I was privileged to attend a luncheon at the Smithsonian National Museum of the American Indian in Washington, D.C. During the 3 course meal, the Mitsitam Café Executive Chef Richard Hetzler and his staff presented the attendees with an amazing selection of Native People inspired foods. Before each course the Chef explained the provenance of the dish, the ingredients and any modifications made to create each skillfully presented dish.
It was hard to single out any one course as my favorite, as all were delicious, but I found the starter trio of Causa potato dishes quite noteworthy. That said, it is hard to forget the Bison (American Buffalo) loin served with white corn pone and grilled asparagus tips. It was all good.
You don’t have to wait for special events to enjoy this type of food, you can stop by the National Museum of the American Indian and try it for yourself.
National Museum of the American Indian
The National Museum of the American Indian (NMAI) is easily one of my favorite museums on the National Mall in our nations capital. It is, to quote the museum mission statement, “committed to advancing knowledge and understanding of the Native cultures of the Western Hemisphere—past, present, and future—through partnership with Native people and others. The museum works to support the continuance of culture, traditional values, and transitions in contemporary Native life.”
The exhibits and presentations begin even before you enter the museum doors. The building itself is an architectural marvel, a break from the classic marble and granite buildings of Washington. The grounds are filled with all manner of fascinating displays and tidbits of information about the People.
This is not simply a collection of the artifacts of the Native People of the Western Hemisphere, but a living, breathing part of their culture. Some who visit are disappointed by the lack of “history book” displays of the past which refuse to reinforce the old stereotypes ingrained in our minds by the movies. What disappoints some fascinates me, and many others, as the visitor is presented the world of the Native People told by the people themselves. Yes there are history and artifacts, but there are also presentations of the modern people and their culture as it exists today.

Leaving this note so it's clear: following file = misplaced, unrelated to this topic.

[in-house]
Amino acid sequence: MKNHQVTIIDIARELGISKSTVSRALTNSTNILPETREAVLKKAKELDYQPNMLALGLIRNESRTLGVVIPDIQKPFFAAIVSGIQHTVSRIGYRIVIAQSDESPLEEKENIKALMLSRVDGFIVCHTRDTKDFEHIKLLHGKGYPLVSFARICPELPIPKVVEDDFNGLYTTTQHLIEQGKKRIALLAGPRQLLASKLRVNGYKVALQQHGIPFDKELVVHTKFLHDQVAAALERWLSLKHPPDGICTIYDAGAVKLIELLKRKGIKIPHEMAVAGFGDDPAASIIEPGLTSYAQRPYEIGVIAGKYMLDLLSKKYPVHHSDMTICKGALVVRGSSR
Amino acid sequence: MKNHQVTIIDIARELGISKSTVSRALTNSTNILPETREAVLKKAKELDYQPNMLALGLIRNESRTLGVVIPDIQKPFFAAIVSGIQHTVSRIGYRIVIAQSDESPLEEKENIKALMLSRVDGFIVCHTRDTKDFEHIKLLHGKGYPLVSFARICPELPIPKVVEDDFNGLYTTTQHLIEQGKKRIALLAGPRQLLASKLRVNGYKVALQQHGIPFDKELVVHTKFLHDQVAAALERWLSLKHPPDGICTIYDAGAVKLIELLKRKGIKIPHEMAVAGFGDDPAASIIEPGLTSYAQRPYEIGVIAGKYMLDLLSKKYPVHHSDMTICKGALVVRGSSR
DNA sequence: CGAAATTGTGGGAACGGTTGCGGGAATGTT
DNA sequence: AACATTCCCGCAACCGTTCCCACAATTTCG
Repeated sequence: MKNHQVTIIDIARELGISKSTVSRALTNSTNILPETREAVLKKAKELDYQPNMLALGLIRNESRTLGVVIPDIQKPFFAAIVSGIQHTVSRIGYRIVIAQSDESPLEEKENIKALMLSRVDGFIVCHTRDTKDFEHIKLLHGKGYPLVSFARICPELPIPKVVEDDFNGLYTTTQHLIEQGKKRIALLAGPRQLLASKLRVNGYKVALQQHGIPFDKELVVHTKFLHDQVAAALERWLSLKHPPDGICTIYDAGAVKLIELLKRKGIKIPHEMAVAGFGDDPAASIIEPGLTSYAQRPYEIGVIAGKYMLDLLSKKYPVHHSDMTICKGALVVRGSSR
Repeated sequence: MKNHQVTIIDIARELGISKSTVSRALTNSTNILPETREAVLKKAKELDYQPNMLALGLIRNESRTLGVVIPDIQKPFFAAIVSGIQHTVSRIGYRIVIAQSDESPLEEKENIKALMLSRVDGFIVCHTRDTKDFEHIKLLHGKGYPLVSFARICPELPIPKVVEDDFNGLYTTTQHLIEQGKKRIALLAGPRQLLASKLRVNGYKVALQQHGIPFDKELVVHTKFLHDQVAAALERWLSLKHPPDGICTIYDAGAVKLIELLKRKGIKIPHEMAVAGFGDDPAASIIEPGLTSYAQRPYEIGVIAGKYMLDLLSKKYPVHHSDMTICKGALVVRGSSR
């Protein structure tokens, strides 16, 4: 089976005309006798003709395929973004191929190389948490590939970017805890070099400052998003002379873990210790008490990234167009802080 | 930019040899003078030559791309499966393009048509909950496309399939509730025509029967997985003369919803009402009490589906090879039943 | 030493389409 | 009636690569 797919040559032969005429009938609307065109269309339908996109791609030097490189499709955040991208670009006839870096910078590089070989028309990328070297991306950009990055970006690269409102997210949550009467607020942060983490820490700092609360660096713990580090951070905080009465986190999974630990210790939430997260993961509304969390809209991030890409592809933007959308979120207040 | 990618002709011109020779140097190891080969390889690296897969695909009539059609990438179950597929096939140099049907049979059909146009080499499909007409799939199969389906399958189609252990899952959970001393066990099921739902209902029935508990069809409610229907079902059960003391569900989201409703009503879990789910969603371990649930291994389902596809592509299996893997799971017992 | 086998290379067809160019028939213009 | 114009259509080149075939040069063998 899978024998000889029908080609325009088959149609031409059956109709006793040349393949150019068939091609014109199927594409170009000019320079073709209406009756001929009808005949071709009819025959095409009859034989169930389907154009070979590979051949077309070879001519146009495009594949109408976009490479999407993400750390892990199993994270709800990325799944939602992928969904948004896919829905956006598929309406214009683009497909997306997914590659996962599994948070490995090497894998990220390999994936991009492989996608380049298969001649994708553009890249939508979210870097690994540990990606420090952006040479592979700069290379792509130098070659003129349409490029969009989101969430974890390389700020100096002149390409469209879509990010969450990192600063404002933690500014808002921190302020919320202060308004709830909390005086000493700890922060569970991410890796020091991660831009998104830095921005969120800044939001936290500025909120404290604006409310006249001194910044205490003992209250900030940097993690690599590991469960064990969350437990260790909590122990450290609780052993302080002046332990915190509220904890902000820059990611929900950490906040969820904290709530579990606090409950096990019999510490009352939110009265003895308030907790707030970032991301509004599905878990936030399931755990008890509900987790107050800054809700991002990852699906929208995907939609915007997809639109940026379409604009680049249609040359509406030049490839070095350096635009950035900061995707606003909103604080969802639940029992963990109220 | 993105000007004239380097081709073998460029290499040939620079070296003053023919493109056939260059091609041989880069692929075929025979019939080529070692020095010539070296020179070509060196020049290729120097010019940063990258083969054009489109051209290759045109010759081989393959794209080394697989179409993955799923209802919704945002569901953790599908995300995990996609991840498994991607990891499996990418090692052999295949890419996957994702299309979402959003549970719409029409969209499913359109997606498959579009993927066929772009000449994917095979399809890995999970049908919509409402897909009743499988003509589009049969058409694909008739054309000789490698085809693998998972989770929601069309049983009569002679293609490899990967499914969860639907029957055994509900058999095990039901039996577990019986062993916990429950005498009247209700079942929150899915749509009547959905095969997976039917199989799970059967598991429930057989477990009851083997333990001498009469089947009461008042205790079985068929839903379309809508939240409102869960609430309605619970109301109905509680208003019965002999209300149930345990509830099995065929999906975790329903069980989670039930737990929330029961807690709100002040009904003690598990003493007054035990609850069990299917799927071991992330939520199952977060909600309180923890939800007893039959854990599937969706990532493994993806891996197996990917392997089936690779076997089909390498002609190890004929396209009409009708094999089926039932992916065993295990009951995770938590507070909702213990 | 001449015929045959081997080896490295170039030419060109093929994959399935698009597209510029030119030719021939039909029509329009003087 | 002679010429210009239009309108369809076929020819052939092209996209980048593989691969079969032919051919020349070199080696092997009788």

Mitsitam Native Foods Cafe
While some may be disappointed by the exhibits, none are disappointed by the Mitsitam Cafe. “Mitsitam” means “Let’s Eat!” in the Native language of the Delaware and Piscataway People. The Mitsitam Cafe truly enhances the museum experience by offering visitors the opportunity to enjoy indigenous cuisines found through out the Americas.
Northern Woodlands – Region that spans from the Atlantic Coast to the Mississippi and from Southern Canada to the Chesapeake
Mesoamerica - Home of the Papago or “Bean People” and spans from the American Southwest to Mexico and Central America
South America - Region that encompasses the entire southwestern hemisphere
Northwest Coast - Region that stretches from Southern Alaska to Northern California
Great Plains - Region that stretched over the great landscape from Alberta, Canada to Texas
Each station depicts the life ways and related cooking techniques, ingredients and flavors found in both traditional and contemporary Native dishes.
This cafe is hands down the best place to eat on the National Mall. Chef Hetzler, while not Native himself, has done a fantastic job of taking the ingredients, flavors and cooking styles of the Native People and making the food approachable for the mass audience of Smithsonian patrons. The menu changes seasonally and as much as possible uses Native sources for the ingredients. And when a Native source is not available, they work to create demand to ensure that the cuisine can live on in its purest form. Chef Hetzler is a fount of knowledge about Native cuisine and he told us that at the time of the arrival of Europeans to the Western Hemisphere, the European culinary catalog consisted of 2000 – 3000 ingredients. At that same time, Native People were using over 20,000 ingredient components in the varied cuisines of their diverse culture. The point? This is not bland, boring food.
Visitors and local area residents alike enjoy the food offered by the Mitsitam Cafe. In fact it has become so popular that the gift shop was moved to a new location to allow for expansion of the Cafe and new coffee bar. I have been going there since the museum first opened and always tell friends, family and now you, that should you find yourself in Washington D.C. wandering the National Mall in search of sustenance, you will be happy you stopped to eat at the National Museum of the American Indian.
If you can’t visit Washington but are still curious about Native cuisine, there is a wonderful book containing a sampling of the dishes prepared at Mitsitam Cafe called The Mitsitam Cafe Cookbook: Recipes from the Smithsonian National Museum of the American Indian.
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